The current political system is broken, and every year intelligent people are asked to choose between the lesser of two evils. Due to the way we finance campaigns and how the media covers politics, there is no hope that the Democrats or the Republicans can escape from the control of millionaires. In this crazy system, politicians need to raise millions in order to pay for superficial television commercials, and not only does this make public officials beholden to the highest bidder, but the media is bought out because television stations are dependent on the revenue generated from political advertisements.
For example, one reason why reporters did not dig deeper into who was funding the Tea Party candidates in 2010 was that the networks and cable channels were getting most of the money. Think about it: rich people give money to fake populist politicians who then give the money to television stations who are the same people who are supposed to pose tough questions to the candidates. Making matters worse, you have an entire network, Fox News, dedicated to promoting its own star, Glenn Beck, who is making the people on the ground think they are fighting a holy war against the elites when they are actually volunteering unknowingly for corporate rip-off artists.
While the wealthy hide behind their false populism and faux Christianity, President Obama mouths his liberal defense of the middle class as he continues to feed billions to the wealthiest Americans through tax breaks, corporate welfare, and bailouts. In one of the biggest ironies of all time, a great enabler of corporate greed is attacked for being a socialist. What is so laughable is that if you look at the details of the Troubled Assets Relief Program, the health care reform initiative, and the financial industry reform bill, you see a giant shift of public funds to private interests. Not only are bankers being fed billions of dollars and no-interest loans, but the insurance companies have been allowed to jack up their premiums as they wait for millions of new customers mandated by the federal government. Only a Democrat could have gotten away with such an extreme level of corporate welfare.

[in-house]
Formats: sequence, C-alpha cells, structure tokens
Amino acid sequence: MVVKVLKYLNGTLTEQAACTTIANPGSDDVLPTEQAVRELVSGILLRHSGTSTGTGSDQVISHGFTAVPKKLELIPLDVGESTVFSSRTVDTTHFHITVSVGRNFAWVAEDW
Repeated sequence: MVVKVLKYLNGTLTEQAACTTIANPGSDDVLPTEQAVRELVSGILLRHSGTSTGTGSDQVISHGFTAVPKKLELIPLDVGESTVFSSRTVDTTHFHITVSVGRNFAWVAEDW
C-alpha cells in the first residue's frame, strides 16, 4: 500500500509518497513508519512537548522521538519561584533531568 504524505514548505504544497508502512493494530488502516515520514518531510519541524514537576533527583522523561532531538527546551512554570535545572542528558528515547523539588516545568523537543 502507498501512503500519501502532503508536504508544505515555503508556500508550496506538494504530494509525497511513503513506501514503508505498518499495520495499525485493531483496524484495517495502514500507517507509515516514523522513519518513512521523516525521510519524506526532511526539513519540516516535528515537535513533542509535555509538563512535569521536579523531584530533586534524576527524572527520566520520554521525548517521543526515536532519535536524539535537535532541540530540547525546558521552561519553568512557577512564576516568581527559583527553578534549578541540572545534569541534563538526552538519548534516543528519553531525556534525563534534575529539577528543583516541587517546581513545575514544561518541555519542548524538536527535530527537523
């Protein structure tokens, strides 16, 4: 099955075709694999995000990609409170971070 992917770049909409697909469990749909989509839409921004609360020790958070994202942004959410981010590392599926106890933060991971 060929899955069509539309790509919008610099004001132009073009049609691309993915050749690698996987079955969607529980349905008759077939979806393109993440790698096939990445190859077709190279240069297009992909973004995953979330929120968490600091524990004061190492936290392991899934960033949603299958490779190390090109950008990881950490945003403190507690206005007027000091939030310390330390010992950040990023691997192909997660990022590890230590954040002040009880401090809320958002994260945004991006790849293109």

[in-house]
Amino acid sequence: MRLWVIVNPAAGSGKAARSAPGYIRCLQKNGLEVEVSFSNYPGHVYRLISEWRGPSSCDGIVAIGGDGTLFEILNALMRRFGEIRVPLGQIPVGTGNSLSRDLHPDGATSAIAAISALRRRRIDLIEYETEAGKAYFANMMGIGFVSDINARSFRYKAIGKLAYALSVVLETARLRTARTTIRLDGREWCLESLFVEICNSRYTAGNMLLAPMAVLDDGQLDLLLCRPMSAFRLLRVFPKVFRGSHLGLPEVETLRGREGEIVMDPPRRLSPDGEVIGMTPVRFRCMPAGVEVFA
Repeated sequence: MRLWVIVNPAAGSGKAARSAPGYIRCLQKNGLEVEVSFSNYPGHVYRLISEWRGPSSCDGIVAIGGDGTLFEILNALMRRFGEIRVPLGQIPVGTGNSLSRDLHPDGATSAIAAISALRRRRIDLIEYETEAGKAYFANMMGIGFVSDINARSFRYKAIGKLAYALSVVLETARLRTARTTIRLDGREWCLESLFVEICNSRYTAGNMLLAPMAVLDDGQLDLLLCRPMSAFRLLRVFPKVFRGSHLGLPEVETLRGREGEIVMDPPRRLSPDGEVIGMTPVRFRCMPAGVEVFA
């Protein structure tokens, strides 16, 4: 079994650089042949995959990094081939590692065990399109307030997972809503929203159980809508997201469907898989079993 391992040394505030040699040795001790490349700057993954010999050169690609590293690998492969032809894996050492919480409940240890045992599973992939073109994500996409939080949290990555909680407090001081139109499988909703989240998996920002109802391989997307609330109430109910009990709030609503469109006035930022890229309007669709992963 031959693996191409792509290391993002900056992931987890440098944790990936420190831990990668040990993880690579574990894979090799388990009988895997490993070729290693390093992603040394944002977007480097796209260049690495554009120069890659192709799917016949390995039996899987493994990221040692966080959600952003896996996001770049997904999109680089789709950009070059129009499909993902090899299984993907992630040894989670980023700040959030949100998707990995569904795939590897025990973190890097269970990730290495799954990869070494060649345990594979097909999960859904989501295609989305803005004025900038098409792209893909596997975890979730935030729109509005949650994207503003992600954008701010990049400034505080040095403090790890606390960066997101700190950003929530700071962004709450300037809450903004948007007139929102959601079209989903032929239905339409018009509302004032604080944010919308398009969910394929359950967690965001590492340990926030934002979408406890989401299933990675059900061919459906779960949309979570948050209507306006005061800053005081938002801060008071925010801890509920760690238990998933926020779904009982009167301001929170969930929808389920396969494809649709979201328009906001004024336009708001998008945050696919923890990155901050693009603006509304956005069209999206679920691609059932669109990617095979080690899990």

Okay, before you start screaming, let me just argue that there can be an alternative. If the crazy tea partiers were able to run candidates and win elections, surely progressives can start to form their own movement, and my argument is that we can do it without corporate sponsors and stupid television commercials.
Why Change is Possible
Since the Supreme Court has ruled that money is a form of speech, and corporations are people, it is virtually impossible to restrict the amount of money any person or business spends on political campaigns. However, all is not lost, and the future might hold out the possibility for truly free and open elections. Due to advances in new media, we now have the ability to hold a transformative type of political campaign that would be without political parties, political donations, and political commercials. This change is possible because we can circulate on the Web concrete policies, positions, and information without losing ourselves in a sea of fake news and superficial character assassinations. In fact, during the 2008 U.S. presidential campaign, the leading candidates all had Web sites full of information, and although most people did not read these sites to see where the candidates stood on important issues, the information was out there. The challenge then for contemporary politics is how to get people to use the Web as a vital source for political knowledge.